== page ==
A couple of days ago I was intrigued to see a piece on Skwawkbox about possible blocking of Labour Party pages from internet search engines due to the inclusion of the
nofollow meta tags which effectively blocks search engines from indexing that page’s content making it seem invisible to the web. These tags exist solely for that purpose.
Above: An extract of the source code for The Labour Party Democracy Review. The complete source can viewed at the page itself or here.
The content on the Labour website is part of The Labour Party Democracy Review and is an open invitation directed at Labour Party members to participate in the future of the political party
“If you’re a member of the party, submit your ideas and opinions to our Democracy Review now and help shape the future of our movement.”
Therefore its exclusion from internet searches is to the obvious detriment of possible change. It could also be said that any such restriction could be considered a direct attack on Jeremy Corbyn himself and his desire for inclusivity.
As it concerned what I thought at the time to be no more than a misplaced meta tag, possibly the result of a sloppy cut and paste operation by some inexperienced intern, it didn’t concern me as anything overtly sinister.
However that was a couple of days ago and despite a number of contacts made to certain individuals, departments and businesses with responsibility for such things – both by Skwawkbox and domestic empire, the offending search-restrictive content remains conspicuously unchanged.
Update: Skwawkbox contact with Labour HQ.
Labour’s HQ confirmed that the tag was not accidental and referred to emails that had been sent to members with a link to provide their input to the review – but this begs the question of why bother putting the page on the site at all if you’re going to hide it?
Now the situation has become murkier with confirmation to this blog by a leader’s office (LOTO) source that neither Corbyn nor his office had given approval for the noindex measure:
“We absolutely did not sanction that tag or anything else that would limit the number of people participating. On the contrary, we want input from as many people as possible so we get the benefit of everyone’s perspective.”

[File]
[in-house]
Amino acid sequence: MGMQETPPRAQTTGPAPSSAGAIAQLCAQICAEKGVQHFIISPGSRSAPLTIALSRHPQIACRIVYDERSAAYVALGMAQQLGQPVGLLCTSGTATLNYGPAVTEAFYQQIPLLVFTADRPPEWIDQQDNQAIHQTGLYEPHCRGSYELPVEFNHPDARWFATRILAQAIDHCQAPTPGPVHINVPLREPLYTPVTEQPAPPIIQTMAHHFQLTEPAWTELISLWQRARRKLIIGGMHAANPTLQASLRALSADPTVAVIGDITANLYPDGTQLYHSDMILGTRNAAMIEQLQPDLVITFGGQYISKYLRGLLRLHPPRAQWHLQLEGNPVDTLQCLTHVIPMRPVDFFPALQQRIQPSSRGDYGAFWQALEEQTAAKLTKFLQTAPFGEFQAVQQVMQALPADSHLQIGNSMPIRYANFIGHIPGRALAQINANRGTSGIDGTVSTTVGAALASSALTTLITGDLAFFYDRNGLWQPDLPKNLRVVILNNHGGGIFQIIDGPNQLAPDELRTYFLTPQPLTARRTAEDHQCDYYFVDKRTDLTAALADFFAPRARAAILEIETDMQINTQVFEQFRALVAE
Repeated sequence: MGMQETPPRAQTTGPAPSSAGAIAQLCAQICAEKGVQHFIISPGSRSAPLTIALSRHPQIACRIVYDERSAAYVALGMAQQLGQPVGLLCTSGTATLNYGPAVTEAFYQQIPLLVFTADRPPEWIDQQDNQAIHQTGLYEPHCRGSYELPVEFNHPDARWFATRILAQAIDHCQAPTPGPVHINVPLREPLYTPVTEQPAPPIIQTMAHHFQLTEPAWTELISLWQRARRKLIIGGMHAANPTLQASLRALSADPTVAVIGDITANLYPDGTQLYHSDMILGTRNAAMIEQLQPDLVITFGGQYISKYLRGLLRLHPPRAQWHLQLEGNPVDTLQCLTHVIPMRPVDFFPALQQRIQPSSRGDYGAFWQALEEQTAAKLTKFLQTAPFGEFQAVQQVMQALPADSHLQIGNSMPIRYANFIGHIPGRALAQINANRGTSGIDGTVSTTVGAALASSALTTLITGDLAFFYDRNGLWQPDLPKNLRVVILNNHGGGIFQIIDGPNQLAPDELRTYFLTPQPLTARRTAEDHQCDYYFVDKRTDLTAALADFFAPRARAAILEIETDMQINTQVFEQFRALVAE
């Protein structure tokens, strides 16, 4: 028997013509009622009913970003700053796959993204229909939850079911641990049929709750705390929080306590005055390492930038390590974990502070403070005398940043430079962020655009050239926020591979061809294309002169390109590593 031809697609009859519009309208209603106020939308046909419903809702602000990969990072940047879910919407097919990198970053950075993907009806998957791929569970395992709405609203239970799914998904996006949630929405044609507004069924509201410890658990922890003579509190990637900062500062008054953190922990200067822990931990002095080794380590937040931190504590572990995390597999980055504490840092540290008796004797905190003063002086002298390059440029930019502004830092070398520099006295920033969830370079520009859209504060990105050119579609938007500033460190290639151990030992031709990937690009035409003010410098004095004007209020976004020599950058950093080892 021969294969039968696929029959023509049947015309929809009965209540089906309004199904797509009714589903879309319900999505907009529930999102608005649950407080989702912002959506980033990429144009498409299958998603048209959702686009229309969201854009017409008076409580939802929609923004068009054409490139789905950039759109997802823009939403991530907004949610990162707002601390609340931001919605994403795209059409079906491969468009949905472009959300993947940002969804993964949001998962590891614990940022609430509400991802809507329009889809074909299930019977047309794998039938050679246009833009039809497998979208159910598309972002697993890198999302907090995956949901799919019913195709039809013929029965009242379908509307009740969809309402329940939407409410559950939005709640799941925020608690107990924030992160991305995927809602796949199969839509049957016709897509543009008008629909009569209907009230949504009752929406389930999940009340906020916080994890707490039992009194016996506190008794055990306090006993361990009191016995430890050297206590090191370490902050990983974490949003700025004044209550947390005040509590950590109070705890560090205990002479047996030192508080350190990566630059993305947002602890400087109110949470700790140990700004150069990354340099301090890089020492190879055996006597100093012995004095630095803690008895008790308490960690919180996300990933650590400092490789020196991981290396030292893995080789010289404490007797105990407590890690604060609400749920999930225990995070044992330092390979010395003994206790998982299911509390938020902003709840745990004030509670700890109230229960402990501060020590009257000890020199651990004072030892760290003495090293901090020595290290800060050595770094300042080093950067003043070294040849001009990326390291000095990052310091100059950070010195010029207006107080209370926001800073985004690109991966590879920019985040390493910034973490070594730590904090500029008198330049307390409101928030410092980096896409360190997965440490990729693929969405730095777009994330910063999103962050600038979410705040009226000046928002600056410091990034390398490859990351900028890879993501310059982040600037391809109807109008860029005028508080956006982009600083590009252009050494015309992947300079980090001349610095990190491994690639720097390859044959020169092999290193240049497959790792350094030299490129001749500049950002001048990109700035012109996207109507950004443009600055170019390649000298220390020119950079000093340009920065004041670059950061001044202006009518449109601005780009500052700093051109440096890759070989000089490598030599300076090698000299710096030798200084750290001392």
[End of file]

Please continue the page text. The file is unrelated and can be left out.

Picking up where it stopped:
“..purpose-driven creative digital agency that empowers organizations, campaigns, and causes.”
I contacted them and its man in charge Ben Ostrower altering them both to this error in markup that was resulting in a negative impact for their client. Two days later I’m still awaiting their reply and removal of said meta tag. But regrettably they seem more interested in discussing Star Wars and somewhat ironically, Net Neutrality.
Normally one would expect such coding errors to be fixed immediately upon receipt of notification along with a cheery, ‘Thank you’, for spotting such a glaring error that might have otherwise caused public embarrassment – so why the stalling?
I don’t wish to launch into full conspiracy-mode, but the lack of action surrounding this simple code change, or even to acknowledge its existence is cause for some concern.
At the time of writing the errant meta tags that effectively ban The Labour Party Democracy Review from being seen remain in situ.
• The Labour Party Democracy Review
• View source code for The Labour Party Democracy Review
• Download source code for The Labour Party Democracy Review
• Why has Labour HQ blocked Democracy Review page from search engines?
• Excl: LOTO – ‘we did not sanction hiding Democracy Review page from search engines’
• Google: Block search indexing with ‘noindex’
Updated 18th December 2017: Skwawkbox obtain reply from Labour.
Updated 16th December 2017: to better illustrate source code.